LinkedIn today released an open source project called Dynamometer to help businesses stress-test large-scale Hadoop big data processing systems without using a massive amount of infrastructure.
The tool is designed to prevent an issue that the enterprise social network encountered in early 2015 when the company added 500 machines to its Hadoop Distributed Filesystem (HDFS) cluster in an attempt to improve performance. Instead, the team ran into a bug that only showed up at large scale and that caused jobs targeting the cluster to time out.
Dynamometer, which is named after a tool used to test cars, simulates large-scale clusters while only requiring roughly 5 percent of the actual underlying infrastructure. That helps developers get around one of the key issues with testing software at scale: Actually provisioning all of the machines can be costly, even in a public cloud environment.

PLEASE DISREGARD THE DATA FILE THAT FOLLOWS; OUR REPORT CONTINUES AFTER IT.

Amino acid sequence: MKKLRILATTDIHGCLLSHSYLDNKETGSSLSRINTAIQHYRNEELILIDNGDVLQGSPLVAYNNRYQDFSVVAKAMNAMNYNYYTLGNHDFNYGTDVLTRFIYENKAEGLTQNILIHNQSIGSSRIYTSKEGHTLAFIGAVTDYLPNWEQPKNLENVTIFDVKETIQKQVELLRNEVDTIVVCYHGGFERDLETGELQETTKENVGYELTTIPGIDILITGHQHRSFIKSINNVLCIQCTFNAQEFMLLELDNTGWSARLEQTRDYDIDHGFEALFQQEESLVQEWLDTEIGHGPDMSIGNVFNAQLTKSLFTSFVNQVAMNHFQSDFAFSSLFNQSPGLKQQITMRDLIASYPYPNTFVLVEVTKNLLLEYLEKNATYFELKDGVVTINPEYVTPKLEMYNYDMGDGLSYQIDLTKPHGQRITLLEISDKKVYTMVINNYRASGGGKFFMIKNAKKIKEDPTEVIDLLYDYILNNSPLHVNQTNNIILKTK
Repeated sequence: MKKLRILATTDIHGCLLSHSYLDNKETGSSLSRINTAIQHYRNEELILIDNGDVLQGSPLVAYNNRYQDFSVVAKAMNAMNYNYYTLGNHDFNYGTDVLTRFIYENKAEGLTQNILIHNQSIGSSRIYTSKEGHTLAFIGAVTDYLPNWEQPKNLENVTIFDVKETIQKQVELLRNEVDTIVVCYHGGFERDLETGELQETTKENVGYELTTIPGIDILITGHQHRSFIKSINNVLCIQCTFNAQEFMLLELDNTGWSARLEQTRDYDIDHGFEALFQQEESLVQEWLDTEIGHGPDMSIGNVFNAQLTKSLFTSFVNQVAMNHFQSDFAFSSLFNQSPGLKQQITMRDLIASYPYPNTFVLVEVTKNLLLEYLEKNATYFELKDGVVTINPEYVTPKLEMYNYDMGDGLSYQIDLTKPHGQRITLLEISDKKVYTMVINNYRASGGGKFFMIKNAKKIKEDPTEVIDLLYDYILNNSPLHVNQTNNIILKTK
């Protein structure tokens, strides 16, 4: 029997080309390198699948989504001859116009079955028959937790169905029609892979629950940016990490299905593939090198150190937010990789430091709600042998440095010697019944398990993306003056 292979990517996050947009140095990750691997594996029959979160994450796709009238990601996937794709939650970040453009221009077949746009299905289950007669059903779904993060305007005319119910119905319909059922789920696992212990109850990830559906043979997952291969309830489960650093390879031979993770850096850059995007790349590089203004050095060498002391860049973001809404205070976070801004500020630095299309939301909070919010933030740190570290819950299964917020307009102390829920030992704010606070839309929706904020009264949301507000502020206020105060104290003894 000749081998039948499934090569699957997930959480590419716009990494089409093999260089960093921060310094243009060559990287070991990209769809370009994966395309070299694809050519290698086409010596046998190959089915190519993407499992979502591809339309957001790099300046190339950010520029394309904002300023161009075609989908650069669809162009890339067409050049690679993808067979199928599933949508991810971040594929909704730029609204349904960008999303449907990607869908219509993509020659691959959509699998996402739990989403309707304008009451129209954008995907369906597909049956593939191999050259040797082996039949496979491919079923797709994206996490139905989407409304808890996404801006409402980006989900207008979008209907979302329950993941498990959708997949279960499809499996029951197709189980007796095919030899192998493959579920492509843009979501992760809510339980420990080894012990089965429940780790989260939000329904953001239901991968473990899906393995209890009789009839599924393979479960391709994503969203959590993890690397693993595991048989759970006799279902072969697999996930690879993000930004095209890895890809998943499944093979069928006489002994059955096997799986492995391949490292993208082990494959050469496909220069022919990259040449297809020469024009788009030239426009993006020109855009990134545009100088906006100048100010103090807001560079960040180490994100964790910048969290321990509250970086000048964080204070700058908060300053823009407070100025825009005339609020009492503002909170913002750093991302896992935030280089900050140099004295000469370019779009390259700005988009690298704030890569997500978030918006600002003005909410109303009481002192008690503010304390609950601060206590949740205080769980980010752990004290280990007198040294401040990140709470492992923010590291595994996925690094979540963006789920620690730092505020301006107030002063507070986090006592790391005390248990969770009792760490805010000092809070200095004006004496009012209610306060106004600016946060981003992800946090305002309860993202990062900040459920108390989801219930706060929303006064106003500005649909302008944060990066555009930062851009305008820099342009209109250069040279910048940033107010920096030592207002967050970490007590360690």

Instead, customers can use Dynamometer to test the same sorts of workloads they see in production and ensure that the system will stand up to software changes. LinkedIn used the tool to analyze migration of the company’s HDFS clusters from Hadoop 2.3 to 2.6, a change that required adjusting certain parameters of the clusters in order to avoid performance issues.
Erik Krogen, a lead engineer on Dynamometer, told VentureBeat in an email that the tool is meant both for companies working with Hadoop at large scale, like LinkedIn, and smaller shops that are proposing changes to the HDFS open source project and want to make sure they won’t affect performance at scale.
In the long run, Krogen hopes that Dynamometer will become part of release testing for HDFS, as well as regular continuous integration of new code changes between releases. That’s why LinkedIn released it to the public as an open source project. The company already used Dynamometer to help with the release of Hadoop 2.7.4, which allowed it to verify that the maintenance release didn’t negatively impact performance.